Painting Arthur as an adolescent is actually ideal, in the end. He’s a bit of a bratty teenager in the Morte, and there is this brattish (sorry, Prattish, I forget it’s a British show) way about him in the text that works here. He did become anointed to be king at an extremely early age (the show is skipping his period living amongst non-royals, but I can’t expect accuracy), and there always was a sense that it was partially his own bungling which would lead to his kingdom’s downfall. Without Merlin, he would have literally been nothing, so a bully of a teenager struggling to come to terms with his own destiny is not a terrible way to characterize the future King.
I would love to see a show that portrayed Arthur early in his rule under his father, struggling with his identity and seeking the counsel of the wise Merlin, who is not himself just growing chest hair and chasing skirt, and having to strike up that new relationship. The show’s attempt to create a narrative from the banned use of magic is a shameless effort to turn this into Smallville or any other superhero origin story about powers that aren’t meant to be used. The real story is in these characters and who they are going to one day become, but right now things are so caught up in an invented past of magical misuse and clichéd evil witches that the show really doesn’t understand what makes this story memorable and timeless.
It’s really unfair for me to treat the show like I am, expecting it to turn into an Arthurian Deadwood or The Wire, but to be honest there are points at which those shows remind me of the complicated ethics, the changing rules of the street or the lawless town, and the characters that exist within them have struggles with responsibility and their own destinies as much as any others. Boiling all of that down into what is a teen drama is just not what this story needs, and the awkward sexual tension between Merlin and Guenevere and the “OMG, I’m in the quarters of the King’s ward and she thinks I’m her handmaid” scenes are moving the show further away from what is not a particularly poor impulse.
Beyond its premise, of course, the show falls apart further: the cast doesn’t have any particular weak links (although Anthony Head needs to be given something decent to do at some stage here), but the dialogue they’re given is a bit of a concern. This is especially true for nearly every conversation between Merlin and Gaius, his guardian. There’s a point where Gaius, bailing the young man out of jail, says that “You never cease to amaze me!” However, they’re pretty well known each other for all of two days, so that line of dialogue makes no sense. Merlin then responds with an exaggerated “Oh thank you, thank you!” that feels entirely out of character when placed alongside the uber-serious “I’d rather die than not use magic” we get later in the episode. There just isn’t any consistency here, and it’s wearing thin my interest in the subject matter.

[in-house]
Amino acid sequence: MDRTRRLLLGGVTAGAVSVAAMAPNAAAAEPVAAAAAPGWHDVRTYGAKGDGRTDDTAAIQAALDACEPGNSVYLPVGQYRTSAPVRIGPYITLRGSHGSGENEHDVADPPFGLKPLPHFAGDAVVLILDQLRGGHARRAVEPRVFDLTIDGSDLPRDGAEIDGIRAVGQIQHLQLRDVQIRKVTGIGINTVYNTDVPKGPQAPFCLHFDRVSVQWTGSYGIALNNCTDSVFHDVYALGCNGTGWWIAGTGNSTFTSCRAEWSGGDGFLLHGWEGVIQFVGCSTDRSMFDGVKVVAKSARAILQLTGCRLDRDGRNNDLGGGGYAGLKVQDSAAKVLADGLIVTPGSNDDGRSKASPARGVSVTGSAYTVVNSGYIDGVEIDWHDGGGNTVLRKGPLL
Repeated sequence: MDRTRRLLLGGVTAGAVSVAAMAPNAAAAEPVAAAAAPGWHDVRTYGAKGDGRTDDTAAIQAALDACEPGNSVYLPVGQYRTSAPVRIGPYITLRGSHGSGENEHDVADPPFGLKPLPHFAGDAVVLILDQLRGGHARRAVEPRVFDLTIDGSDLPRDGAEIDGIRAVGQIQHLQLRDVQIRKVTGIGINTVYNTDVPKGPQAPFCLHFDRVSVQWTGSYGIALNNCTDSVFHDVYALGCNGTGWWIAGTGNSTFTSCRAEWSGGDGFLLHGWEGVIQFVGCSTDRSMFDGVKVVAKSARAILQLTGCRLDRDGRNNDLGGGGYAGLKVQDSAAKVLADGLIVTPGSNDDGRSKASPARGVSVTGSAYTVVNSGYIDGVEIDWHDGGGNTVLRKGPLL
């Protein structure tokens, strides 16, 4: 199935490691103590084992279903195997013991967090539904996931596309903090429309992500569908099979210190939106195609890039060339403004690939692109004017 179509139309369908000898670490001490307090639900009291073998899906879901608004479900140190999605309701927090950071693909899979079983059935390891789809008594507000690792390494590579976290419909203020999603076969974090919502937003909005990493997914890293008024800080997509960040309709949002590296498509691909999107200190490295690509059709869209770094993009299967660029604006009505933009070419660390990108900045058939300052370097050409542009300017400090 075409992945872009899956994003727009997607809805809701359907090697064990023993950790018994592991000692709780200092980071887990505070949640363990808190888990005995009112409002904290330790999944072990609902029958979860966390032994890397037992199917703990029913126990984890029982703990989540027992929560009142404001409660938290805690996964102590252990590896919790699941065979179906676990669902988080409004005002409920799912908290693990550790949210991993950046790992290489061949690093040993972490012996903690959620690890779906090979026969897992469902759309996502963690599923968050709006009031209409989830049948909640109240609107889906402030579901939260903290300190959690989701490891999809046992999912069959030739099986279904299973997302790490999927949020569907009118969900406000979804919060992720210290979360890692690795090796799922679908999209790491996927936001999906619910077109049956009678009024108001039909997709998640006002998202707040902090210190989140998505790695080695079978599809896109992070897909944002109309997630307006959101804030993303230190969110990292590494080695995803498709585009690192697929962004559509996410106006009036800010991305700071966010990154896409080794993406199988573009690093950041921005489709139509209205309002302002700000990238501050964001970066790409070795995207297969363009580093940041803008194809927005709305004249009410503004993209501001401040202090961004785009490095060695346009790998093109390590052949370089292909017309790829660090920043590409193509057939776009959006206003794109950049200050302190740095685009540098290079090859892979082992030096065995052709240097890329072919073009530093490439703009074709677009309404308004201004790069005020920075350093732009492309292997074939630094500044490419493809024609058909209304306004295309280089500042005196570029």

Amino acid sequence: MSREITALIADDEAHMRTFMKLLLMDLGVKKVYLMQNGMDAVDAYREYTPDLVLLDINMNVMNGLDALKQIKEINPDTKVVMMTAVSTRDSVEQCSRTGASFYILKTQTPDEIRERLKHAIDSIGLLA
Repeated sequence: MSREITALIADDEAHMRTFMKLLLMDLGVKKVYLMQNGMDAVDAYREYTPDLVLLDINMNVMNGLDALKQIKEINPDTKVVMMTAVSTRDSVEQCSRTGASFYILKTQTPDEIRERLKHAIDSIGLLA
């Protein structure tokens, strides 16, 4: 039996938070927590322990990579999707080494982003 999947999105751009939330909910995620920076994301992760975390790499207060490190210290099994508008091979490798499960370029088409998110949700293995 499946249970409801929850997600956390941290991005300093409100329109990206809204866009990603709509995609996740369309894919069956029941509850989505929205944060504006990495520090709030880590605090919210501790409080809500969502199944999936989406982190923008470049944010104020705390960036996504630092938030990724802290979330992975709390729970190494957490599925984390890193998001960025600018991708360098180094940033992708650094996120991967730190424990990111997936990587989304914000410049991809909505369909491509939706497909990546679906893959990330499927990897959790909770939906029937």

Moving forward, the show is kind of trapped in its setup: since magic is now synonymous with evil, Merlin is there as essentially Arthur’s bodyguard to keep snakes on shields from coming to life, or to keep crazed opera singers from murdering him at celebrations. This isn’t a show I really want to watch, which is why barring a strike of boredom I won’t be continuing with the series.
However, I will officially be arguing to anyone who wants to listen that a television series may be the right way to do this story justice, as the ability to focus on episodic moments, or even to go back and capture unique relationships like the one between Arthur and Merlin, makes it a more ideal medium than film for discovering the unique relationships and notions of honour that permeate Malory’s text. Here, that’s all washed away by a talking dragon and the entire show being treated like it’s on The WB, but here’s hoping someone else sees the potential in this type of idea and creates the show I really want to see.
- I am actually quite certain that HBO has a show based on the Arthurian legend in the pipeline, although its future largely depends on the Arthurian-esque Game of Thrones, based on George R.R. Martin’s A Song of Ice and Fire series. I liked that book, and think it already reads like an HBO show and won’t need a great deal of bastardization to fit into the network’s programming mould, so barring a poorly constructed pilot I would expect it to find its way onto the schedule before an Arthurian tale.
- The show could have done a lot more with its rather clunky forbidding of magic, especially considering that they are trying to paint magic as both the cause of and the solution to all of the kingdom’s problems. There’s a moral dilemma there, one that could be better served with giving Merlin a more complicated question than whether he should save the royal ass of a Prince – there’s darker questions at play here, and I wish he could have had a less one-note evil sorceress who could tempt him to the dark side a little. And yes, that would be a giant cliché in and of itself, but as long as the show’s operating on that plane it should go all out.
- Yeah, about those special effects on the Great Dragon…let’s not talk about that. We should talk about, though, the total Harry Potter parseltongue ripoff that was his secret messages to Harry.
- And, just to be clear: if I had no connection to the “source material,” I would have stopped watching after the umpteenth “Oh, I’m not ordinary” line from Merlin that’s just one giant wink to the audience – so lazy, so frustrating.